Murphy: Sweet 16 could tell us a lot about potential Sixers draft picks

Jahlil Okafor had a battle on his hands against Wisconsin's Frank Kaminsky in Duke's championship win in 2015.

LIFE IN TANKVILLE is full of all kinds of subtle and unexpected pleasures. Take the NCAA Tournament. When the Sixers were mediocre, March was a time for watching buzzer beaters, and predicting upsets, and remembering that places such as Greensboro and Tulsa exist (opening weekend is great . . . as long as you don't have to live there).

Now, it feels more like a scouting mission. Which of these players would look best in a Sixers uniform? Or, rather, which would look best in street clothes while recovering from surgery on the Sixers' dime? Losing might not heighten the senses, but it certainly does warp them. What fun is a draft if you don't have definitive opinions rendered on the basis of a statistically insignificant sample size?

I'm telling you, I like what I see out of that Brandon Ingram . . .

Seriously, though. Wasn't it the 2015 tournament that offered the nation its first extended look at the liabilities that Jahlil Okafor would have to overcome to be anything more than the NBA player he has been thus far? It's easy to forget he'd entered the regular season as the consensus favorite to go No. 1 overall the following June. Much more memorable is the way a series of lottery big men ate him up during Duke's title run.

The first sign of trouble came against Utah, when Okafor was outplayed by Utes freshman Jakob Poetl, a 7-footer whom the Raptors would select at No. 9 overall in the 2016 draft. In a 63-57 Duke win, Okafor managed only six points, eight rebounds and two blocks despite playing 32 minutes, while Poetl had 10 points, eight rebounds and three blocks in 27 minutes.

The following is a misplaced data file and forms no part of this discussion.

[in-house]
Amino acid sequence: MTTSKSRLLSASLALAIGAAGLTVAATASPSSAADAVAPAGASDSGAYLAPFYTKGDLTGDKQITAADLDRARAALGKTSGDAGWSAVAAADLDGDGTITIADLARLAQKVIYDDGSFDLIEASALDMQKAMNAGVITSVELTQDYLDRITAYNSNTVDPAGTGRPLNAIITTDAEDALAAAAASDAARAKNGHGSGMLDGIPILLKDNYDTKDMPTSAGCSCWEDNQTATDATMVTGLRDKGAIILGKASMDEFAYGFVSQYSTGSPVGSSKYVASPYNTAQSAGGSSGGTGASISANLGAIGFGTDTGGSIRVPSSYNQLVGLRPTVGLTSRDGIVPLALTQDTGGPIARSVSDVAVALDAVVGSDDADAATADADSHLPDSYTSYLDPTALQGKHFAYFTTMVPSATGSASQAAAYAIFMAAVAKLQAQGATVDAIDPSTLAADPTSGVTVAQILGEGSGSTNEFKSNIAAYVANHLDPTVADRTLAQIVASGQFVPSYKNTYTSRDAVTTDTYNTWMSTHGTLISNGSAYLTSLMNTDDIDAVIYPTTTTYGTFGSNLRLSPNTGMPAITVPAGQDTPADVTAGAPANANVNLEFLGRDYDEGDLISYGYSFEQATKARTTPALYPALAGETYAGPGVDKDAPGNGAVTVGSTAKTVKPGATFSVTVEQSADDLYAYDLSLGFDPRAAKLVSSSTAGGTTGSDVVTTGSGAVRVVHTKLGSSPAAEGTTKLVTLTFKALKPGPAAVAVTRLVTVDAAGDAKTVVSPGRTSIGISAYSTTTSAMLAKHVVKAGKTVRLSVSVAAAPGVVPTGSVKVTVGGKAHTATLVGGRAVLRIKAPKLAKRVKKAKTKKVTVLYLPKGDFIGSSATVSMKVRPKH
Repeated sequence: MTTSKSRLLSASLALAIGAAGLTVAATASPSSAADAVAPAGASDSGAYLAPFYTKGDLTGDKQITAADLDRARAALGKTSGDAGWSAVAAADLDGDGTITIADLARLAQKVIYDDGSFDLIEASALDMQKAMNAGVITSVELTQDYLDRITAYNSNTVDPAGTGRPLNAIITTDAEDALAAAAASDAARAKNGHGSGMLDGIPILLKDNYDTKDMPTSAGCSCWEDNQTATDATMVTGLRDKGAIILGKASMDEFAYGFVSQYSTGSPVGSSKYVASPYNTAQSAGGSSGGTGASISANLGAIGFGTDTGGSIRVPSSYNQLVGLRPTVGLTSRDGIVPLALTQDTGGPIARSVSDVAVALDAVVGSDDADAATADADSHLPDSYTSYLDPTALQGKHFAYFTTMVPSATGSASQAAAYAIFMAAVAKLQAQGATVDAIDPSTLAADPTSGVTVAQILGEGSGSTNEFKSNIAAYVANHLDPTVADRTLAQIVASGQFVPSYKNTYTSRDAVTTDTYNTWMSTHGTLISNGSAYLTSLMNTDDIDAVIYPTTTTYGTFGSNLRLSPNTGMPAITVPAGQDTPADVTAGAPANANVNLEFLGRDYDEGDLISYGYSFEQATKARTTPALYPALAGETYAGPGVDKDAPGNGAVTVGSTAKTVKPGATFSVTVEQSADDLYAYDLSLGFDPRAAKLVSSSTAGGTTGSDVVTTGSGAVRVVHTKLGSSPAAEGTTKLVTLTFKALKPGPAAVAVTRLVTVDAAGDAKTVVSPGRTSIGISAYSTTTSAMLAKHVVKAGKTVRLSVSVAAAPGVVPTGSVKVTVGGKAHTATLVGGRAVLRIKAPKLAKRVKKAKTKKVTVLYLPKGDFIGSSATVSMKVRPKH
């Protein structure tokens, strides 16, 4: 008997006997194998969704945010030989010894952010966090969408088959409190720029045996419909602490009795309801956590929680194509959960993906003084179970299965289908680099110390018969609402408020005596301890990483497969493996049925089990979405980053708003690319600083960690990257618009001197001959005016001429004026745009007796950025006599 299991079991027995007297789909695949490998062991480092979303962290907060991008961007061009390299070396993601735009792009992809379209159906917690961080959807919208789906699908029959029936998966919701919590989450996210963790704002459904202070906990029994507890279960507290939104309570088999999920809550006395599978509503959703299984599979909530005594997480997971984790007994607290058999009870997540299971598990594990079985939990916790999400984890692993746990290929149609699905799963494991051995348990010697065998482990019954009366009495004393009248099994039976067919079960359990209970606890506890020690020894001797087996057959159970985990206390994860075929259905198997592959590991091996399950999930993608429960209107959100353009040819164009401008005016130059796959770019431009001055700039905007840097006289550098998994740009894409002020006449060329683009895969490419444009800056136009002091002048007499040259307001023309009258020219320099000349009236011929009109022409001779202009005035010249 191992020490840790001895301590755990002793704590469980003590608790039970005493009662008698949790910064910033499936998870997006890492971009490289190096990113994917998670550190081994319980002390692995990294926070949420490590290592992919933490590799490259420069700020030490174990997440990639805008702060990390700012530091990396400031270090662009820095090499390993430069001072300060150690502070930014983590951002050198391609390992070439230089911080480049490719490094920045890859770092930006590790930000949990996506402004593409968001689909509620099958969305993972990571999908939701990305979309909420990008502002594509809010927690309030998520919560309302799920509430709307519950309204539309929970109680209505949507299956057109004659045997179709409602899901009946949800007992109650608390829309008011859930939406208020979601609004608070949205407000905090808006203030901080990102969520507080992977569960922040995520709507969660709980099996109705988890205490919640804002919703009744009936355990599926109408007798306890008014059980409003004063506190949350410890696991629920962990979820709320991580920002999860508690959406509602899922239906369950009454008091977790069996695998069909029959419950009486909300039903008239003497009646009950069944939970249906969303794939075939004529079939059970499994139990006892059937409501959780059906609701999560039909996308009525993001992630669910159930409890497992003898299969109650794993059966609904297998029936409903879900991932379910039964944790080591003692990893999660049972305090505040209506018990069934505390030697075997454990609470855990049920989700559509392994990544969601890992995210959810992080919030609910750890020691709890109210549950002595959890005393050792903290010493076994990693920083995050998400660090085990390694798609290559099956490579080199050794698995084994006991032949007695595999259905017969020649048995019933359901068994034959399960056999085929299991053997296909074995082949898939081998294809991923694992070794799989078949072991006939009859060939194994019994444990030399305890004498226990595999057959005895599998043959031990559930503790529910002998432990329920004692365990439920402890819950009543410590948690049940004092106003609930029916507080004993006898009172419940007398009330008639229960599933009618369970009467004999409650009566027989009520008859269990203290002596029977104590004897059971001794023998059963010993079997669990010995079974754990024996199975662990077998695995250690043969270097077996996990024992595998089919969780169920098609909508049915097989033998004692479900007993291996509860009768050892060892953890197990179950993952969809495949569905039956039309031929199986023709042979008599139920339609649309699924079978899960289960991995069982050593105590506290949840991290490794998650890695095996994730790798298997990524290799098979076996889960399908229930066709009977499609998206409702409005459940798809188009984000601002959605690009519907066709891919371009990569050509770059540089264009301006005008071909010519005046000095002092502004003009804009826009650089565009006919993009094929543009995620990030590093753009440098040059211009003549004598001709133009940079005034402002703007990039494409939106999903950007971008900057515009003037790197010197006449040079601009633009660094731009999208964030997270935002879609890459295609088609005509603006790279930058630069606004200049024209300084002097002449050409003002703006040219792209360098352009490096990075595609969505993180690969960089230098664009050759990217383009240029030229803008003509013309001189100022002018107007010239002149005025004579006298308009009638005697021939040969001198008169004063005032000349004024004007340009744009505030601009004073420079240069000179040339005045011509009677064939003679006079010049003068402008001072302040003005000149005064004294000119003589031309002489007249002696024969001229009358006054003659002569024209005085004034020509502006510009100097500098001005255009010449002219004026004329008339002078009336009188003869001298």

Next came Gonzaga and a trio of big men that included the No. 11 overall pick in the 2016 draft, Domantas Sabonis, who played only 18 minutes but scored nine points and grabbed four rebounds. The Zags also featured 6-10, 240-pound forward Kyle Wiltjer and 7-1, 288-pound Przemek Karnowski. Okafor scored nine points in 29 minutes on 4-for-10 shooting.

Okafor saved his most concerning performance for last, wilting against the bigger, faster, stronger and, most notably, more aggressive Frank Kaminsky in Duke's championship-game win over Wisconsin. Kaminsky, whom the Hornets selected at No. 9 overall that June, shot 7-for-16 from the floor, grabbed 12 rebounds and committed only one foul while finishing with 21 points in the showdown between top-10 picks.

Okafor's final line: 5-for-9, 10 points, three rebounds, four fouls.

When you look back on that tournament, it is interesting to think about how things played out. Up until the Sweet 16, Okafor had averaged 18.1 points and 8.7 rebounds in 30 minutes over 34 games for the Blue Devils. In the final four games of his career, he averaged 10.8 points, 6.3 rebounds and 28 minutes.

Currently, Sabonis is averaging 21 minutes a night for the 40-30 Thunder, averaging 5.9 points, 3.6 rebounds and a couple of three-point attempts per game (he's shooting .312 from downtown). Kaminsky has all the makings of a valuable rotational piece on a future playoff team, averaging 26 minutes per night for the Hornets (11.6 points, 4.6 rebounds, 2.1 assists, .316 shooting on 4.7 three-point attempts per game).

It's pretty remarkable, actually: Among players drafted since 2006, nine of the top 13 players in NBA Win Shares played a starring role in an Elite Eight run. And that doesn't even include Kevin Durant's 57 points in 78 minutes over two tournament games. Who can forget LaMarcus Aldridge's 59 points, 41 rebounds and nine blocks in Texas' 2006 run to the Elite Eight? How about Russell Westbrook's 13.4 points, 4.0 assists, 5.2 rebounds, 2.0 steals in UCLA's 2008 Final Four run, or Kevin Love's 99 points, 53 rebounds and 20 blocks in those same five games? Al Horford averaged 12.7 points and 10.7 rebounds in Florida's back-to-back title runs. Blake Griffin averaged 28.5 points and 14 rebounds in Oklahoma's Elite Eight run.

The others: Kyle Lowry, Mike Conley, Joakim Noah and, of course, Steph Curry.

When you think of singular March performances, you think of Kemba Waker, J.J. Redick, Gordon Hayward. There's a lot that doesn't translate from college to the pros. But, perhaps, big-game dominance does.

It's something to keep in mind as this year's tourney enters Week 2. Six of the top eight prospects in ESPN's latest Top 100 will be in action this weekend, with Kansas swing man Josh Jackson and Kentucky guards De'Aaron Fox and Malik Monk of particular interest for the Sixers, who seem destined to draft somewhere from fourth to eighth. UCLA's Lonzo Ball is worth the price of admission, but is less likely to be on the board when the Sixers pick. Arizona's Lauri Markkanen and Duke's Jayson Tatum both seem a bit redundant, given their frames.

Then again, who knows? Here in Tankville, March never seems to end.